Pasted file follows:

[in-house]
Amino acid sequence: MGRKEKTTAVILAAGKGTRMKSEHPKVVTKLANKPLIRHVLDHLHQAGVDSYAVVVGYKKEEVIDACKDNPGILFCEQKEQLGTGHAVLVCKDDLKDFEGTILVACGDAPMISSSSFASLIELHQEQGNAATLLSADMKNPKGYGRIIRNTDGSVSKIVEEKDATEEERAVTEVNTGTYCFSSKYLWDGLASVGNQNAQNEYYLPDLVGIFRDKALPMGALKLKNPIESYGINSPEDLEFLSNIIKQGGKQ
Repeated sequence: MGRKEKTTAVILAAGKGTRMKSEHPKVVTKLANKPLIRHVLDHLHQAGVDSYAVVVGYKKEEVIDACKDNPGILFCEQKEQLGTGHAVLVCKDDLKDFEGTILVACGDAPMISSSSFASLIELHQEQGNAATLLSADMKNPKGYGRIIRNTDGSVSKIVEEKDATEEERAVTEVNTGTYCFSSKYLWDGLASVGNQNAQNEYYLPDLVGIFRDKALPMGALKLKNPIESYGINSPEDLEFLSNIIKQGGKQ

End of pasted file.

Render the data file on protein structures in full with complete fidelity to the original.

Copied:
[in-house]
Amino acid sequence: MGRKEKTTAVILAAGKGTRMKSEHPKVVTKLANKPLIRHVLDHLHQAGVDSYAVVVGYKKEEVIDACKDNPGILFCEQKEQLGTGHAVLVCKDDLKDFEGTILVACGDAPMISSSSFASLIELHQEQGNAATLLSADMKNPKGYGRIIRNTDGSVSKIVEEKDATEEERAVTEVNTGTYCFSSKYLWDGLASVGNQNAQNEYYLPDLVGIFRDKALPMGALKLKNPIESYGINSPEDLEFLSNIIKQGGKQ
Repeated sequence: MGRKEKTTAVILAAGKGTRMKSEHPKVVTKLANKPLIRHVLDHLHQAGVDSYAVVVGYKKEEVIDACKDNPGILFCEQKEQLGTGHAVLVCKDDLKDFEGTILVACGDAPMISSSSFASLIELHQEQGNAATLLSADMKNPKGYGRIIRNTDGSVSKIVEEKDATEEERAVTEVNTGTYCFSSKYLWDGLASVGNQNAQNEYYLPDLVGIFRDKALPMGALKLKNPIESYGINSPEDLEFLSNIIKQGGKQ